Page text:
Glenlude is a former sheep farm and conifer plantation covering 149 hectares (the same as 208 football pitches!) on the edge of the Southern Uplands. Over the next 20 years we will be working with volunteers to turn this land into a mosaic of native habitats. The land was gifted to the Trust in 2003 by Sheila Bell who wanted to rewild this small corner of the Scottish Borders. Despite its small size and the impacts of agriculture and forestry, it has a wide range of habitats. These range from open grassland, a watershed, and a strip of native woodland.
• We are replacing the continuous cover forestry with native broadleaf trees and introduce some native woodland on the open grassland. The trees we plant are grown from seed collected locally and grown in our tree nursery.
• Volunteers include schools and groups undertaking their John Muir Award, John Muir Trust members and Edinburgh based youth engagement charity The Green Team.
• Phoenix Futures - a UK-wide drug and alcohol rehabilitation charity - now manages a part of Glenlude known as the Phoenix Forest, Scotland. Jamie's Wood - a project in memory of Jamie Gardiner (1994-2017) - is fundraising to plant and nurture 1,500 trees on the northern side of the property.
• Wildlife includes roe and sika deer, invertebrates, red squirrel, pine marten, otter, adder and palmate newts; bird species such as buzzard, barn owl, black grouse and crossbills migrating through.
About John Muir:
The Trust takes our name from John Muir, the Scots-born founder of the modern conservation movement. Muir was passionate about the protection of wild places, which he explored, wrote and campaigned about. Like him, we understand the importance of the wild for the wellbeing of people and wildlife alike. We own and care for wild places around the UK, to protect it, repair past ecological damage and conserve it for future generations.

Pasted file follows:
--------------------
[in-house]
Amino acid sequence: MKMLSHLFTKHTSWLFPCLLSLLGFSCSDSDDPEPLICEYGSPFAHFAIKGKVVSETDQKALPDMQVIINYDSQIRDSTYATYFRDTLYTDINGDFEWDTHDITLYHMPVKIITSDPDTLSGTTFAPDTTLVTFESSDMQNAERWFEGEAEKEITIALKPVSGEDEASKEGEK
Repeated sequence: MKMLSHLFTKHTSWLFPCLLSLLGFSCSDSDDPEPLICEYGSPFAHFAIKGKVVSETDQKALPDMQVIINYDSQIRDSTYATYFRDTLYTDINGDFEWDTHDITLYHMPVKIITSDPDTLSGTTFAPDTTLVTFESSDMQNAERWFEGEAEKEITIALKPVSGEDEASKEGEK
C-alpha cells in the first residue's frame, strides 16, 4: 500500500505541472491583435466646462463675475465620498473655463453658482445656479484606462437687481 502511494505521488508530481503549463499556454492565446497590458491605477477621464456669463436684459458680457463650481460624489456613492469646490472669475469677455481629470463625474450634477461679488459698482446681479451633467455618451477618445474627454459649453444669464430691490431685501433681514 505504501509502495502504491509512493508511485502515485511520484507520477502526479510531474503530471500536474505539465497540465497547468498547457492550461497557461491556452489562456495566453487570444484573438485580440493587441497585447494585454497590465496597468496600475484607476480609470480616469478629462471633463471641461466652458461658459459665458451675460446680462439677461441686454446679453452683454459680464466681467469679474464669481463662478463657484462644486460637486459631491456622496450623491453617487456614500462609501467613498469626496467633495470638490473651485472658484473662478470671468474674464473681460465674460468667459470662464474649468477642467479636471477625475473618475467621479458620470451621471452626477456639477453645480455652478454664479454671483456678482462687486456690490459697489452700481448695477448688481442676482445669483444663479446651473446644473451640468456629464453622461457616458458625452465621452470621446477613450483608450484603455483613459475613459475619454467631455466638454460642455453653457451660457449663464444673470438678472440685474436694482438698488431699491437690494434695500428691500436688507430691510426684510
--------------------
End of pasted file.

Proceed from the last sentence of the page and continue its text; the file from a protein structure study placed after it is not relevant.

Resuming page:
Our aims are:
• To protect wild places
605,00 acres of wild land are cared for by the John Muir Trust, thanks to the support of Members and donors.
• To repair and rewild
120 kilometres of coastal and mountain paths are maintained through our Wild Ways programme each year. We also work towards landscape-scale restoration of natural processes, the expansion of native woodlands and the nurturing of rare mountain plants.
• To support natural climate solutions
4,000 trees were planted at Schiehallion in 2019, helping to grow the Heart of Scotland Forest. Planting trees is an effective way of combating climate change as trees absorb the dangerous carbon dioxide in the atmosphere.
• To promote wildness for all
387,500 people have achieved their John Muir Award since its launch in 1997 and the trust have won or been commended in The Great Outdoors Award Campaigner of the year 6 times.
• To work in and with communities
5,200 acres were brought into community ownership via the Trust-supported Langholm Buyout in 2020.
Getting volunteers involved is a great way of connecting to the local community and engaging those who have limited access to wild places. Glenlude enables learning about nature and enjoying the benefits that rewilding can offer, such as fresh air, exercise, and a better state of mind. Volunteers have built all the infrastructure at Glenlude. This includes the tree nursery with poly tunnel, a hub for volunteers, the composting toilet, firewood store and a wild camping area.
We also hope to engage the wider community using our ‘donate a tree’ option on the website. This is a symbolic gift that supports our rewilding work without having to get people outside. This is a great way or raising money for projects and gets everybody involved.
- Number of people presented with the John Muir Award
- Trees planted
- Acres brought into community stewardship
- Number of people engaged in our programmes